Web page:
In an ideal universe, all parents would be perfectly financially solvent before ever having a baby. However, that is not the case. As financial writer Carl Packman notes: “Wages are falling in real terms and household debt is 153 per cent of GDP. On average each household in the UK is bagged with nearly £8000 in unsecured debt.”
While some couples work to put off childbearing until their household debts are settled, others realise that fertility does not last forever and that if they want the family of their dreams, they had better get started. Of course, babies are not known for their money-saving capabilities. The average cost of raising a child in the UK is £222,458, approximately 58% more than it was only ten years ago. As costs continue to rise, it becomes equally financially imprudent to delay childbearing, especially when a delay for too long results in expensive fertility treatments.
So, in short: for whatever reason, many parents both find themselves with a new infant and the average £8000 — or more — of household debt. What should parents do?
Is Saving Still a Strategy?
Mums and dads embrace the concept of “saving money” as if it were possible to save all that much with a new infant needing clothes, nappies, furniture, and toys. Yes, you’re likely to spend a little less money at the pub or the cinema, but you’ll more than make up for it with the cost of baby essentials. If you need daycare, the cost of child care services will more than outweigh any savings gains.
Yes, new parents need to be financially savvy. However, saving money itself is not enough. If your household is already burdened by a high income-to-debt ratio, you’ll be lucky to make the minimum payments to your creditors as you start stretching your budget to pay for your new baby’s needs.
What about earning more?
“Just earn more money!” is the second battle cry, as if a new mum breast-feeding an infant is prepared to interview for and take on a new, challenging job. Even fathers who want to step up to the plate find it difficult to immediately take on a new career — after all, if finding a better job were that simple, everyone would do it.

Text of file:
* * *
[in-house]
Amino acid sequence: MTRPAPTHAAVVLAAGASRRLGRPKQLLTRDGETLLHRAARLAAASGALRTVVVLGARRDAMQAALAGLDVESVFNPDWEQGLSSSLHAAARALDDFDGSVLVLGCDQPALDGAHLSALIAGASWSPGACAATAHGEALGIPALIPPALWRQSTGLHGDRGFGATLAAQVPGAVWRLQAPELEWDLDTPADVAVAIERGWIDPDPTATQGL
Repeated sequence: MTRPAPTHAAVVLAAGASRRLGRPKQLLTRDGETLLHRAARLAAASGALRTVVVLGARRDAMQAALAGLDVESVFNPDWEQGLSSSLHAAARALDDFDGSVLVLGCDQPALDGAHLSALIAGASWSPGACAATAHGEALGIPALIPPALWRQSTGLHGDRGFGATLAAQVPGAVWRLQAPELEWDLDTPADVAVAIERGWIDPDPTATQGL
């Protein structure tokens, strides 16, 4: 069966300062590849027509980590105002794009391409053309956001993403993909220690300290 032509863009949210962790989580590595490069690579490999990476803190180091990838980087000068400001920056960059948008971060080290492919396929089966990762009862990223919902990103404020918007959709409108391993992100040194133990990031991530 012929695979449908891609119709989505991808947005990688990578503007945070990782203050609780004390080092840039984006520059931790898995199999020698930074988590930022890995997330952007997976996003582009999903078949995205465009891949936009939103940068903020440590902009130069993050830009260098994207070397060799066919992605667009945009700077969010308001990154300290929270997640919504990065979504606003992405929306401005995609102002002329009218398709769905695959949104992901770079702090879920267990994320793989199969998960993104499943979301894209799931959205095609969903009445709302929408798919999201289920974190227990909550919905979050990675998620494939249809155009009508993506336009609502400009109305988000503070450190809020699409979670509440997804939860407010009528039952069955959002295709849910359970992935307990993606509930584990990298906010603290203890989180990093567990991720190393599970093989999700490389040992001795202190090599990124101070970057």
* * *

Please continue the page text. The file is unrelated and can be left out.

Yes, present a case to your boss about a long-needed raise. Yes, take on that stay-at-home job selling jewelry or used books. However, don’t expect to magically earn enough money to pay off your debt. You might be able to bring in a bit more here or there, but you’ll likely need a third strategy.
What about debt settlement?
Many people are wary of debt settlement because they believe it will negatively affect their credit rating or make them appear irresponsible. The truth is that maintaining large debts is what really affects your credit rating, and failing to pay debts on time is what makes you appear irresponsible. If you are completely in over your head with debt, it’s time to contact a debt relief service and talk about settlement options. Often, it’s the only way to wipe out your debt, though there are options. SettleMyDebt recommends the flexibility of debt settlement over an IVA and many financial analysts agree with this approach.
If you have a baby and have debt, do everything you can to put as much towards your debt as possible. Sell off assets, ask parents for gifts, take a second job, or embrace the minimal life. However, sometimes even all of these steps are not enough, and settling your debt with a third party is the best way to prepare your family for the future. Once your debt is gone, your new job is to ensure you protect your child by spending within your means and avoiding getting caught in another debt trap. After all — you’re going to need that £222,458 for child-rearing.